Holden is gone but the Kingswood lives - Revcounter 437

By: Guy Allen

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It's not really over...

 

Lost Lion

After the last few years, I think we’re on the verge of suffering obituary fatigue. Really.

With the shut-down of local car manufacturing, 2016-2018 seemed to be dominated by stories of last-ditch specials from assorted makers and how people were dealing with the imminent death of a local car industry – or at least the creative side of it.

Then last issue we were dealing with the demise of the Commodore nameplate. And now, Holden itself has been killed off. You can read the news story and tributes further in the current issue #437, but I have to admit I’m a little over the whole thing, as it’s depressing.

Instead, let’s look at the positives. Like the fantastic Holden Muster we got involved with at Lang Lang a couple of years ago, where we managed to rustle up a fleet of cars and owners covering the vast majority of Holden’s local output. That was a brilliant day that will long be remembered by anyone who attended.

| Watch the video: Holden Muster 2017

Or the fact that there are a couple of Holdens in the shed – a VK Berlina wagon awaiting a heart transplant and of course the mighty Kingswood. The latter has been part of our family for nearly 40 years and, if my adult daughters have any say, will remain so for a very long time to come.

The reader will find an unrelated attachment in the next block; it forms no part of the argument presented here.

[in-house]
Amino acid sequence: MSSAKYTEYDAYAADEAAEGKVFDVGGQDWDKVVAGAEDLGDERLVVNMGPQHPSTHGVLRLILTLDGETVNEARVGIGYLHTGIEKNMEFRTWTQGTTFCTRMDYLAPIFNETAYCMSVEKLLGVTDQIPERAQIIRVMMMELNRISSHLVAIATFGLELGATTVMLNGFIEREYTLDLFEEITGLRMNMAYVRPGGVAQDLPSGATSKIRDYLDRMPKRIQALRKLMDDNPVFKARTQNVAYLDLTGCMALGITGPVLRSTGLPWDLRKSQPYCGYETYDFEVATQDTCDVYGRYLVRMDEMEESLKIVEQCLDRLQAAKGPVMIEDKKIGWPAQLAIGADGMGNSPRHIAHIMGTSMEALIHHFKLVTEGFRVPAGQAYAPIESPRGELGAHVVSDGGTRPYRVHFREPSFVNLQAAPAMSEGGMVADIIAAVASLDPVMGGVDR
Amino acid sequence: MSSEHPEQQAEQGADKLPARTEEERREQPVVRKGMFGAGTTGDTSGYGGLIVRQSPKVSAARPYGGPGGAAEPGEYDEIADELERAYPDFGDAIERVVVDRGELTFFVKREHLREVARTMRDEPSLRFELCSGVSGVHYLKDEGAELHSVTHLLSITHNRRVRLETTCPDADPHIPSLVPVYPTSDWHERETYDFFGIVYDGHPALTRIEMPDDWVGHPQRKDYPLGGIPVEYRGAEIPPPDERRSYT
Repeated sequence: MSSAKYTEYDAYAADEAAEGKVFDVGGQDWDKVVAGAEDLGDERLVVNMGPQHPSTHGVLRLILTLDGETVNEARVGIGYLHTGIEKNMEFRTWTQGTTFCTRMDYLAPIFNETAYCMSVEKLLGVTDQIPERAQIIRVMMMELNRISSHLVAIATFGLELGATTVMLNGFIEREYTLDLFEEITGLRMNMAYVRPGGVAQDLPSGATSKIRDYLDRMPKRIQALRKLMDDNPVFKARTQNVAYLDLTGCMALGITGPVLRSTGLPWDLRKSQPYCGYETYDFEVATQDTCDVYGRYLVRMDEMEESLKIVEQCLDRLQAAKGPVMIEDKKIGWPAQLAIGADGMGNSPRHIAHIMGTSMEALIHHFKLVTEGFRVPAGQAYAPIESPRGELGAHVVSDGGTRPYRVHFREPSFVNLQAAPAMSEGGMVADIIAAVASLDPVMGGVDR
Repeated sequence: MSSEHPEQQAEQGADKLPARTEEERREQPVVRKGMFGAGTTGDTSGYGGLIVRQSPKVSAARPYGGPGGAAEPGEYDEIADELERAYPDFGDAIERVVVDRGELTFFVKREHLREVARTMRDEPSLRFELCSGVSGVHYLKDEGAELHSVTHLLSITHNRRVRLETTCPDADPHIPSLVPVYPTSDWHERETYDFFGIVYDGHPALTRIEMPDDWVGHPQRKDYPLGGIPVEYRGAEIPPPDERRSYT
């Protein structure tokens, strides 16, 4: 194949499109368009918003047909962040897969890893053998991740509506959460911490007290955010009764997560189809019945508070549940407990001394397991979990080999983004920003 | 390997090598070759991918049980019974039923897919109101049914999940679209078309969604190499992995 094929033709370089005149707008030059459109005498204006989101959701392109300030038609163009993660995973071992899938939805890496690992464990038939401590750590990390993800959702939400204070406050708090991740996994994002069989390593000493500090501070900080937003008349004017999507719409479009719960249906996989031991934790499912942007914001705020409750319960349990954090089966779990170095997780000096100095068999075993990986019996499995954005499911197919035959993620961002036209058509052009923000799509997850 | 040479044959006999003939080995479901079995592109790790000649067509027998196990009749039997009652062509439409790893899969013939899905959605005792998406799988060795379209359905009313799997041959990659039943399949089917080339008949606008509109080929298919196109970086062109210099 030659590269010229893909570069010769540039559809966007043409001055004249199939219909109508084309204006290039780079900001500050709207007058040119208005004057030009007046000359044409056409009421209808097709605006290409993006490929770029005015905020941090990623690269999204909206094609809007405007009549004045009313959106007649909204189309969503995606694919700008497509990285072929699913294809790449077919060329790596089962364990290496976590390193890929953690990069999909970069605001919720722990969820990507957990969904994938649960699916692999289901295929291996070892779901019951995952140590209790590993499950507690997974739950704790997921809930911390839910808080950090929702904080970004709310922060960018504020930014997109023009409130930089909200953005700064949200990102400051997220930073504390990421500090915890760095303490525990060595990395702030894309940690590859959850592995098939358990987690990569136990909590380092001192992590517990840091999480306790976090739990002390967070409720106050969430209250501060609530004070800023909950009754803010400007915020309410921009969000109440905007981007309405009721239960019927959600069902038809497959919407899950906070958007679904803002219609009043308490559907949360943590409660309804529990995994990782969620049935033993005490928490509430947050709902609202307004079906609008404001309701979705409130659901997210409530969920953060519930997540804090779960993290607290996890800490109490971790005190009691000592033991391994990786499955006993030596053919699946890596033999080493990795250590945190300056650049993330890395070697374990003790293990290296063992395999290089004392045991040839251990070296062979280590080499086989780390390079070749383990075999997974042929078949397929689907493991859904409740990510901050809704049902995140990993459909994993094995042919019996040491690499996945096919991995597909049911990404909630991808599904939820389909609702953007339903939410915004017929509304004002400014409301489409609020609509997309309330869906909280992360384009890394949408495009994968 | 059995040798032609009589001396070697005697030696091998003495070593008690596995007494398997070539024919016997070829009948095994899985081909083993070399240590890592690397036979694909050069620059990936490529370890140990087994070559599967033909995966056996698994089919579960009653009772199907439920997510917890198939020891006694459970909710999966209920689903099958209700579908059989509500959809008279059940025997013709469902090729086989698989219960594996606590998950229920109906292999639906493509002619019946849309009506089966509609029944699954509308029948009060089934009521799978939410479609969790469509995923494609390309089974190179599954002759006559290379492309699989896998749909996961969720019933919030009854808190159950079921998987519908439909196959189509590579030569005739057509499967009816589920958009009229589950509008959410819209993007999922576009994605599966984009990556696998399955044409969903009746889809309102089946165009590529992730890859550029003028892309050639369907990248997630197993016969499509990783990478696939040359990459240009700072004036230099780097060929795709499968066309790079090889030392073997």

For me that car has been a great exercise in watching the life-cycle of locally made cars and the way they change both physically and in status across the decades. We bought it when it was just three years old, so it was a major purchase and seemed like a bit of an indulgence when any old clunker might have done the same job.

| Read next: End of the Lion

With the 253 V8 in the snout, it was a reasonably luxurious cruiser for the day and handled the odd interstate trip with aplomb.

Kids came along and the car, which was forced to live out in the weather, gradually declined as sun, rain, ice-creams and grubby paws took their toll. I’ll confess to reaching a point where I was seriously over the thing, but spouse Ms M had bonded with it and was determined to hang on to it, no matter the cost.

So she funded the respray and the inevitable engine refresh as the miles reached stratospheric levels. Then it got retrimmed, twice.

Somewhere along the way the attitude of the kids changed as well. They got driving lessons in it, and were eventually fighting over the keys for what somehow had become a cool old car.

Now it lives in semi-retirement in the shed, dusted off for the odd Sunday run plus an annual interstate trip where we pick a distant event or two, and a couple of far-flung feature cars, and go for a long drive.

Which is a very long way of saying that while Holden – and much of the local car industry – is gone, there’s still a whole lot of joy to be had from its legacy. Long may it be so.

 

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